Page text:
Remove bad records from a CSV file and normalize
Rust
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emk v0.1.2: Latest `csv` library, `"\t"` delimiter, ignore quotes
This version upgrades to the latest upstream `csv` beta, which should
improve speed. It also adds support for calling `scrubcsv` as:

    scrubcsv -d "\t" --quote none

This will ignore all quote characters, and it will treat "\t" as a tab
character (just as `xsv` does).
Latest commit d959abf Aug 1, 2017

README.md

scrubcsv: Remove bad lines from a CSV file and normalize the rest

This is a CSV cleaning tool based on BurntSushi's excellent csv library. It's intended to be used for cleaning up and normalizing large data sets before feeding them to other CSV parsers, at the cost of discarding the occasional row. This program may further mangle syntactically-invalid CSV data! See below for details.

Installing and using

To install, first install Rust if you haven't already:

curl https://sh.rustup.rs -sSf | sh

Then install scrubcsv using Cargo:

cargo install scrubcsv

Run it:

$ scrubcsv giant.csv > scrubbed.csv
3000001 rows (1 bad) in 51.58 seconds, 72.23 MiB/sec

For more options, run:

scrubcsv --help

Data cleaning notes

We assume that, given hundreds of gigabytes of CSV from many sources, many files will contain a few unparsable lines.

Lines of the following form:

Name,Phone
"Robert "Bob" Smith",(202) 555-1212

...are invalid according the RFC 4180 because the quotes around "Bob" are not escaped. The creator the file probably intended to write:

Name,Phone
"Robert ""Bob"" Smith",(202) 555-1212

scrubcsv will currently output this as:

Name,Phone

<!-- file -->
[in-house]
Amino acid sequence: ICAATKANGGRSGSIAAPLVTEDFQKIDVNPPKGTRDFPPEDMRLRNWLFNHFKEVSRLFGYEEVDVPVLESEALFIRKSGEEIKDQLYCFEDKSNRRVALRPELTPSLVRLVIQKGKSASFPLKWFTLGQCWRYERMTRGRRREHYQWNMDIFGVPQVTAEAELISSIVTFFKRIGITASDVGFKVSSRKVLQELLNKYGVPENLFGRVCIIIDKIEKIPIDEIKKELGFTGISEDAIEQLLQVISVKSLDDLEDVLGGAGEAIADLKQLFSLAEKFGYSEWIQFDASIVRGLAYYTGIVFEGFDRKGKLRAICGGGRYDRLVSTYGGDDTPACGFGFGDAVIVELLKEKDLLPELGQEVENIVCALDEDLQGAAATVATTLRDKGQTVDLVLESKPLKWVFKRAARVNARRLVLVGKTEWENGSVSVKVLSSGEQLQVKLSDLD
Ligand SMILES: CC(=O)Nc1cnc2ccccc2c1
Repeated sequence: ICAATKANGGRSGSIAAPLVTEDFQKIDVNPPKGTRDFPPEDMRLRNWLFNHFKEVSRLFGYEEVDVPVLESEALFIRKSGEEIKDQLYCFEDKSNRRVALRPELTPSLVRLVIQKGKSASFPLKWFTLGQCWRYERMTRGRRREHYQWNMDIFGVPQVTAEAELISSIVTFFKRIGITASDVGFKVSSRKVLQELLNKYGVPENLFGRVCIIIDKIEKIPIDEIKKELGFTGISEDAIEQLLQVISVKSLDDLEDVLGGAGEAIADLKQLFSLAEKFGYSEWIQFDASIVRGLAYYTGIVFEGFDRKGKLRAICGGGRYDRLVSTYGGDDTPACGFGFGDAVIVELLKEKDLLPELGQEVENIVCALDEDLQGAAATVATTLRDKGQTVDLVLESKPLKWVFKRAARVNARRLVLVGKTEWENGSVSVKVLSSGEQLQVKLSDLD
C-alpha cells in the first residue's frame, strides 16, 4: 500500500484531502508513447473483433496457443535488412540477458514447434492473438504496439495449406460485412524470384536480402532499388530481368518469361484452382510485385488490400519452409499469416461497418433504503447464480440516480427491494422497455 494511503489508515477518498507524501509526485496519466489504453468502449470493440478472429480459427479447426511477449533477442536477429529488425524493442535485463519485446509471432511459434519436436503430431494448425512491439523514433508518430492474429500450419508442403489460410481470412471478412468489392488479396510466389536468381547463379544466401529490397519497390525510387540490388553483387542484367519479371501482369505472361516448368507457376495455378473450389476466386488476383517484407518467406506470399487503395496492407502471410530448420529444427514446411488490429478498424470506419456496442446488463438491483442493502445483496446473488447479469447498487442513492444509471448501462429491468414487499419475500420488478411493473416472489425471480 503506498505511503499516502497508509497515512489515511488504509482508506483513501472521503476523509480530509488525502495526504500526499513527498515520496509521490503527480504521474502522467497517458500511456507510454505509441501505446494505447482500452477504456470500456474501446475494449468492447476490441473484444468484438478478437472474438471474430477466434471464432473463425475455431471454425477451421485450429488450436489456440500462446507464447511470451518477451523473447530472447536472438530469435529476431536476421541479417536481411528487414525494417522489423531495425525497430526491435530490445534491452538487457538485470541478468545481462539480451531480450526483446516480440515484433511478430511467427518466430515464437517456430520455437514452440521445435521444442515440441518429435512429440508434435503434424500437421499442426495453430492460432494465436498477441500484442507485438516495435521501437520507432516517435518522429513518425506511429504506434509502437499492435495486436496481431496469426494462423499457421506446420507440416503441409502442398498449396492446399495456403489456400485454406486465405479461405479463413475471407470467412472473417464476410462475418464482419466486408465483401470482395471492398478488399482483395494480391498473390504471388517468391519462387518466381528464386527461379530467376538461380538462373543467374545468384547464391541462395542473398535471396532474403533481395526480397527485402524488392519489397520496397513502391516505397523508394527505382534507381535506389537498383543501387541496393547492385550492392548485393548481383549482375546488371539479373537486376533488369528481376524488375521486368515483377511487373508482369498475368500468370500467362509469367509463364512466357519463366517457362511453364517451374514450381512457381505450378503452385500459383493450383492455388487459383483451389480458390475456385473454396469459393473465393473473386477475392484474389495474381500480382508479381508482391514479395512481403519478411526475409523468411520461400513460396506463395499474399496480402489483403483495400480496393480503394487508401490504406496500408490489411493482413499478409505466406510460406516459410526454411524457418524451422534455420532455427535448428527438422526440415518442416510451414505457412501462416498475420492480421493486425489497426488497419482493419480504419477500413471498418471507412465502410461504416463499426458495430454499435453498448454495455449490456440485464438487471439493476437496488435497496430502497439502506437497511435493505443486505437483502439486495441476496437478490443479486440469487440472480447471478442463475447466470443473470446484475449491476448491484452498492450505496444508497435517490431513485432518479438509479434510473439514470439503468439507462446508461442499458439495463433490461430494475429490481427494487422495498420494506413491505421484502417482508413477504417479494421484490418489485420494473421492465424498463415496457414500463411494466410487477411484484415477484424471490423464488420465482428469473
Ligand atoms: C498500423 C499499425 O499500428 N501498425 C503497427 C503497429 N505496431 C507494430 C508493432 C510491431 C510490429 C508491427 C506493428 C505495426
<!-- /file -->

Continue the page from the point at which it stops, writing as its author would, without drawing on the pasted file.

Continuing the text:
"Robert Bob"" Smith""",(202) 555-1212

If the resulting line has the wrong number of columns, it will be discarded. The precise details of cleanup and discarding are subject to change. The goal is to preserve data in valid CSV files, and to make a best effort to salvage or discard records that can't be parsed without being too picky about the details.

Performance notes

This is designed to be relatively fast. For comparison purposes, on particular laptop:

  • cat /dev/zero | pv > /dev/null shows a throughput of about 5 GB/s.
  • The raw output string-writing routines in scrubcsv can reach about 3.5 GB/s.
  • The csv parser can reach roughly 235 MB/s in zero-copy mode.
  • With full processing, scrubcsv hits 67 MB/s.
  • A lot of old-school C command-line tools hit about 50 to 75 MB/s.

Unfortunately, we can't really use csv's zero-copy mode because we need to see an entire row at once to decide whether or not it's valid before deciding to output it. We could, I suppose, memmove each field as we see it into an existing buffer to avoid malloc overhead (which is almost certianly the bottleneck here), but that would require more code. Still, file an issue if performance is a problem. We could probably make this a maybe two to four times faster (and it would be fun to optimize).